The IMAGINE Network, which stands for Inflammation, Microbiome, and Alimentation: Gastro-Intestinal and Neuropsychiatric Effects, is led by Dr. Paul Moayyedi, professor of medicine and clinical research lead of the Farncombe Family Digestive Health Research Institute. IMAGINE will be developing innovative therapies and novel probiotics for Irritable Bowel Syndrome (IBS) and Inflammatory Bowel Disease (IBD).
Funding is from the Canadian Institutes for Health Research (CIHR) under Canada’s Strategy for Patient-Oriented Research (SPOR). With 17 centres across Canada and 75 team members, this SPOR network will be a patient-centred investigation that engages patients as partners, focusing on patient-identified priorities to improve their health outcome, identify new treatments, and deliver a more effective health care system to Canadians.
See the official press release here
Farncombe faculty and trainees will be highlighting their work at Canadian Digestive Diseases Week (CDDW), the annual scientific conference of the Canadian Association of Gastroenterology (CAG) in Montreal from February 23 – 26th. See below for details of the talks and session involving Farncombe members.
- Alberto Caminero Fernandez: Small intestinal bacteria determine gluten metabolism and immunogenicity
- Premysl Bercik: What do I do with my degree and training: Work-life balance as a PI
- Paul Moayyedi: Microbiota Directed Therapies for IBD: Focus on transplantation
- Grigorios Leontiadis: Long-term Risks of Proton Pump Inhibitors: What should I tell my patient?
- Jan Huizinga: 1. Mechanisms Underlying Colonic Motility. 2. Small Group Session on Colonic Motility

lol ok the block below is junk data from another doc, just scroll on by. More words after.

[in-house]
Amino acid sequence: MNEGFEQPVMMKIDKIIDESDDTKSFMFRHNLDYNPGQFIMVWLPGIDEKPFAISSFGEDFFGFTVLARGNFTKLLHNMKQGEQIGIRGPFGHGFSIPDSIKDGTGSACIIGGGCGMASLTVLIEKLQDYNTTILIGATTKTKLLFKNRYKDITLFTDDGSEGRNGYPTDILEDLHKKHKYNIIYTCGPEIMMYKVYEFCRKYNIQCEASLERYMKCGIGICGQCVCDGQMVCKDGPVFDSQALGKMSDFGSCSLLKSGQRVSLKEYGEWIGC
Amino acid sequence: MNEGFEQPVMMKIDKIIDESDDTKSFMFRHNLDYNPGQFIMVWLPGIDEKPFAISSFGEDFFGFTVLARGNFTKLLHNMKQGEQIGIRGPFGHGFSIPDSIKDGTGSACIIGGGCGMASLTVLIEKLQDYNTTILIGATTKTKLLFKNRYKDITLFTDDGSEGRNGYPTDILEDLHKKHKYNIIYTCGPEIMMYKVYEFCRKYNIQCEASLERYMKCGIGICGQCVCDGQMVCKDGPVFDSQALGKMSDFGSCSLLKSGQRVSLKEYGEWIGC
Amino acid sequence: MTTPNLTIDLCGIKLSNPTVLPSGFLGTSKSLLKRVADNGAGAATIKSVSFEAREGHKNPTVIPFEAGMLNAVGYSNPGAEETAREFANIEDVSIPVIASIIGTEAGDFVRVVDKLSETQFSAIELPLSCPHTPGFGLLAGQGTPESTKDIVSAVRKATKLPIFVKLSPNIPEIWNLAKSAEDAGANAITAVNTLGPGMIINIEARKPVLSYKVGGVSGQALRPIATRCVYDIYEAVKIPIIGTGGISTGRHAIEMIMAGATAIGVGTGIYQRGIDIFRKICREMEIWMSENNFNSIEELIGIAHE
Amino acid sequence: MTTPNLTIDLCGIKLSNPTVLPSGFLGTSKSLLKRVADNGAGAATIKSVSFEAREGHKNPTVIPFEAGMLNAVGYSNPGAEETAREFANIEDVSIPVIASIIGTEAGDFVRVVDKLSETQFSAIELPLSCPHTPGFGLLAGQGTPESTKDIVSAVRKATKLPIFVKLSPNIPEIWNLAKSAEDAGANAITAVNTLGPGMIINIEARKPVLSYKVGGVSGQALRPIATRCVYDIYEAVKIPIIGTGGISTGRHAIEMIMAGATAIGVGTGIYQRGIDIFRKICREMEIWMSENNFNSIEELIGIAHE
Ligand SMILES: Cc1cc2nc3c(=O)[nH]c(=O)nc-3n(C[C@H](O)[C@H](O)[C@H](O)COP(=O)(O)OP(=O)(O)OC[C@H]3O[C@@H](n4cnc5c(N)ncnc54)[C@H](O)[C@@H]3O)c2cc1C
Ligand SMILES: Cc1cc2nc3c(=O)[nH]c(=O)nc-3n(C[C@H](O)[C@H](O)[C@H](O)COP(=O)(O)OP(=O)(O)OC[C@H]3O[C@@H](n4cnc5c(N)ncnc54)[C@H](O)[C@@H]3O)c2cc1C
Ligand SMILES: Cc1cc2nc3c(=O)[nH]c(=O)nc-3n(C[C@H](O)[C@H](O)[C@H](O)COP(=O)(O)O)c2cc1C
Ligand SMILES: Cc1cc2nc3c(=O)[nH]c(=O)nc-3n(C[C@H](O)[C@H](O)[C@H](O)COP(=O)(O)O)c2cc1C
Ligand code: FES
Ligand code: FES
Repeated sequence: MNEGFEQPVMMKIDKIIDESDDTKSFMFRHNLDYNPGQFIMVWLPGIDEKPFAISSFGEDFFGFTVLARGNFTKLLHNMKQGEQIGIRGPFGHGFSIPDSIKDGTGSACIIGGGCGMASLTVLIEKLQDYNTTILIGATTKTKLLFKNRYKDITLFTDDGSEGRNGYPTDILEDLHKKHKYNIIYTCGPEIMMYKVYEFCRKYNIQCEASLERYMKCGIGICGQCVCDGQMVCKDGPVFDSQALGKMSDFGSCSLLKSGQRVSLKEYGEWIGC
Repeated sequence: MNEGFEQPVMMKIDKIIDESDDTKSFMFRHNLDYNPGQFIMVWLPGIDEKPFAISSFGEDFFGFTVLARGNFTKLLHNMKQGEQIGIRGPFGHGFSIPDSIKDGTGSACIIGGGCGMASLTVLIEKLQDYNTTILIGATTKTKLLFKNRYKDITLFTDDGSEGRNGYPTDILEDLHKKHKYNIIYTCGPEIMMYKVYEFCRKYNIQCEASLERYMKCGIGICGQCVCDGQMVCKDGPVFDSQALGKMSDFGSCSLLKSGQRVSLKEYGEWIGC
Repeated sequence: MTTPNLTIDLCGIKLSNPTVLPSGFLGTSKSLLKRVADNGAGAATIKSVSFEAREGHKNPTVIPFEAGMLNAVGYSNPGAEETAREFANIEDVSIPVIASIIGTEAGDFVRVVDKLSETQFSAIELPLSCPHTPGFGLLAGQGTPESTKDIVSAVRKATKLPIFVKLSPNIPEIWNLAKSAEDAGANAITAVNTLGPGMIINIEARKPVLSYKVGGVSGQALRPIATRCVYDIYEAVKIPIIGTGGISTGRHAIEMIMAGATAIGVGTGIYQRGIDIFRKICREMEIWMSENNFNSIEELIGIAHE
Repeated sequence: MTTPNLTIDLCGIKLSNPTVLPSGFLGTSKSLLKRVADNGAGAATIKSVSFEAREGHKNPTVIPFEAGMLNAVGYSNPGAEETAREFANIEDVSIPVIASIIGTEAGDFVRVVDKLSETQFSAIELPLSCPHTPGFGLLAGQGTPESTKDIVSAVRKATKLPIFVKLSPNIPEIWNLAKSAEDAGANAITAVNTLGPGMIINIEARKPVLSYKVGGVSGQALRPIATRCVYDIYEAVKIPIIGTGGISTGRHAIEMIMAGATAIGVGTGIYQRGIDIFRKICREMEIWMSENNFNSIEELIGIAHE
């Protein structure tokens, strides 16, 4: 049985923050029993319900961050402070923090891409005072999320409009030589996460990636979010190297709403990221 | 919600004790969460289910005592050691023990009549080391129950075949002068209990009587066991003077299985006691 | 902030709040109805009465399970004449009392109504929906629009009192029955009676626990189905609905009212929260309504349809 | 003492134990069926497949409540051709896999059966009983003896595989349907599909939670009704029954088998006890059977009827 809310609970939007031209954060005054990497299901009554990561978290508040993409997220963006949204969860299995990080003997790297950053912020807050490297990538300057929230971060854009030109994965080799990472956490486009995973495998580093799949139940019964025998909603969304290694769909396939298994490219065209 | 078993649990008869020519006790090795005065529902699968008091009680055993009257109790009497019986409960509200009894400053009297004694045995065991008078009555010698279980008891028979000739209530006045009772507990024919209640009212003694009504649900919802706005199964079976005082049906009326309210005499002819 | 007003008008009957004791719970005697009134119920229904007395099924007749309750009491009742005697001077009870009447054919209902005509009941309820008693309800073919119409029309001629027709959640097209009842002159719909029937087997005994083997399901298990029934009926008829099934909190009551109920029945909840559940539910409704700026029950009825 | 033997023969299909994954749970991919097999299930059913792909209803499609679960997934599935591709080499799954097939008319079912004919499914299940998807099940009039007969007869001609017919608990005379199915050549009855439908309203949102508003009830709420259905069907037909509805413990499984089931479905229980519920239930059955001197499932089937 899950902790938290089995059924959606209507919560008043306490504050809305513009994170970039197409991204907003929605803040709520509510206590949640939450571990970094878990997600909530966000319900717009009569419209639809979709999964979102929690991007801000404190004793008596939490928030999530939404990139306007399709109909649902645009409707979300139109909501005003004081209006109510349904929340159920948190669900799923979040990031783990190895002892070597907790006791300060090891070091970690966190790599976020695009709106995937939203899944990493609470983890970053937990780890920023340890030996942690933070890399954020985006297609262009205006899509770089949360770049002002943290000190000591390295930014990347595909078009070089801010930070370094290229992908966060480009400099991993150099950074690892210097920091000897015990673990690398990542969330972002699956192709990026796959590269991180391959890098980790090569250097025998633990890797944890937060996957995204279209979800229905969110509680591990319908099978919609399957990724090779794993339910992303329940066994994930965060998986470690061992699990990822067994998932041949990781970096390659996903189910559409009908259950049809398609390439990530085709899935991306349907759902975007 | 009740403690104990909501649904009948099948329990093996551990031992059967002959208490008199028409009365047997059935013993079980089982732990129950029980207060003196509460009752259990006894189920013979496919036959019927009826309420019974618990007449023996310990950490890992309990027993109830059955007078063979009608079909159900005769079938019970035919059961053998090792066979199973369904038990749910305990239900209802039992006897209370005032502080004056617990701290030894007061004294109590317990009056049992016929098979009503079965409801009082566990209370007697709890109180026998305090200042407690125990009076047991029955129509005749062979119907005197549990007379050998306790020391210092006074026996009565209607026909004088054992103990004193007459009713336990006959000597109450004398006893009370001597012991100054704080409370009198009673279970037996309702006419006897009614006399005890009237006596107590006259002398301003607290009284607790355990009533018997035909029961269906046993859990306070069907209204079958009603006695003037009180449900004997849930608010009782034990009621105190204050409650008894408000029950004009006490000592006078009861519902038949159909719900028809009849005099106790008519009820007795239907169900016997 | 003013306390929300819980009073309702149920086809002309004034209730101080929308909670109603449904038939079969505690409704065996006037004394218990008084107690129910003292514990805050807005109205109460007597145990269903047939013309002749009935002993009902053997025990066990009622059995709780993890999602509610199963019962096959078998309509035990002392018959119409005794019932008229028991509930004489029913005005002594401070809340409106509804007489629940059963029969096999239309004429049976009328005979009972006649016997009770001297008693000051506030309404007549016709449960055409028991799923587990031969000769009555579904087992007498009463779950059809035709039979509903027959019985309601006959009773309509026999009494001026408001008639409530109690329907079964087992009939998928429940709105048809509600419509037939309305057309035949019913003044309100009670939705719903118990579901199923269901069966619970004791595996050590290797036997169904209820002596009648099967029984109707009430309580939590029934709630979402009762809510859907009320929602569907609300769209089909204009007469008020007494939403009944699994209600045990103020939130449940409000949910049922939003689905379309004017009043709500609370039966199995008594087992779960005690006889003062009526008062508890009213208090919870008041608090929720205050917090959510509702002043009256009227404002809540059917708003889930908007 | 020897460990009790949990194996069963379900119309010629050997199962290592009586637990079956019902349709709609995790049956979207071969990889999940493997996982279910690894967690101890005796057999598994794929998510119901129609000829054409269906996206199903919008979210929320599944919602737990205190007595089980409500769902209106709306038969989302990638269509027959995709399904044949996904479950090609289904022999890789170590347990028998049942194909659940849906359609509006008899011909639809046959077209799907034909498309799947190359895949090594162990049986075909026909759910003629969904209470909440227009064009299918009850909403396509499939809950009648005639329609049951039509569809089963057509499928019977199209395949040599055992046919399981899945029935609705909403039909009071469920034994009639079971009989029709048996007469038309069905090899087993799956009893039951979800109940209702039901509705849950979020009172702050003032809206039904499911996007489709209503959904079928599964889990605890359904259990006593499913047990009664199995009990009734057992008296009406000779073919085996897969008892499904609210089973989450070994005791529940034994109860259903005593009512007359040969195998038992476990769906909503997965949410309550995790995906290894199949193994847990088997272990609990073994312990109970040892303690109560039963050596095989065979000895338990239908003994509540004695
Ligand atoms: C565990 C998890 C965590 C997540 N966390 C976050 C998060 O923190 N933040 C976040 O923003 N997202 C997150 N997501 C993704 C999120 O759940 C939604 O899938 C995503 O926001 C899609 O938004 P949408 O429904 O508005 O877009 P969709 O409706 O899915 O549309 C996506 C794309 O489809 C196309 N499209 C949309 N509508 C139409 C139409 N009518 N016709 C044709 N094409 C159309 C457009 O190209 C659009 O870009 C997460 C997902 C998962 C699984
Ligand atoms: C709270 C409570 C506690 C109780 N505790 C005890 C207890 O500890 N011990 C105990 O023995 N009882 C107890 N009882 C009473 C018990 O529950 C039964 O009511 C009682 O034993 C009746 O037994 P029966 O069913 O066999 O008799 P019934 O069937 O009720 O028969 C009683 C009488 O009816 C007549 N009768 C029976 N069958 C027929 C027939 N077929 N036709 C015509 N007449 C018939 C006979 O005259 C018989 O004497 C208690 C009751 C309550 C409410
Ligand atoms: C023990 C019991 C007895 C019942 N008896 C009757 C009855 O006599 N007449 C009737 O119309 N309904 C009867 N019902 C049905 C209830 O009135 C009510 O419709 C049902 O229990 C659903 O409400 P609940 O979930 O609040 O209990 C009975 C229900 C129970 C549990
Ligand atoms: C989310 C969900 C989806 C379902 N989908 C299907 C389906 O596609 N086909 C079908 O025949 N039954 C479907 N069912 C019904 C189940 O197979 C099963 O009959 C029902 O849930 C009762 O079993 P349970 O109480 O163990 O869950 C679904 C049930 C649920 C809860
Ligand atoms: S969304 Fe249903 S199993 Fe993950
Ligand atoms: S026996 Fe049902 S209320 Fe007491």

- David Armstrong: 1. Small Group CDHF Session: Protecting the Human Gut Microbiota to Enhance Health. 2. Small Group Session on Unusual Causes of Abdominal Pain
- Jennifer Stearns: Small Group Session on Bioinformatics and the Microbiome
- John Marshall: Should We Still Be Using Steroids and Immunosuppressants to Treat IBD?
Poster of Distinction
E. Denou , J. Ghia , H. Wang , J. Kim , M. Shajib , M. Shah , M. Surett , S. Collins & W. Khan “THE SEROTONERGIC ENDOCRINE- GUT MICROBIOTA AXIS IN EXPERIMENTAL COLITIS.”
CAG SYMPOSIUM – 2015 Papers That Influenced Your Practice
John Marshall – Vande Casteele N, Ferrante M, Van Assche G, et al. Trough concentrations of infliximab guide dosing for patients with inflammatory bowel disease. Gastroenterology 2015;148(7):1320-9.
John Marshall – Khanna R, Bressler B, Levesque BG, et al. Early combined immunosuppression for the management of Crohn’s disease (REACT): A cluster randomised controlled trial. Lancet. 2015 Sep 2. pii: S0140-6736(15)00068-9.
The McMaster Student Outreach and the Farncombe Social Committee want to say THANK YOU to everyone that helped raise enough goods to fill 20 gift bags to overflowing with personal care products, mittens, hats, gift cards, food and toys!
And a special THANK YOU to all of those that participated in December’s holiday bake sale. The proceeds were used to purchase gift cards for the gift bags and to help kickstart fundraising for the 2016 Crohn’s and Colitis Gutsy Walk.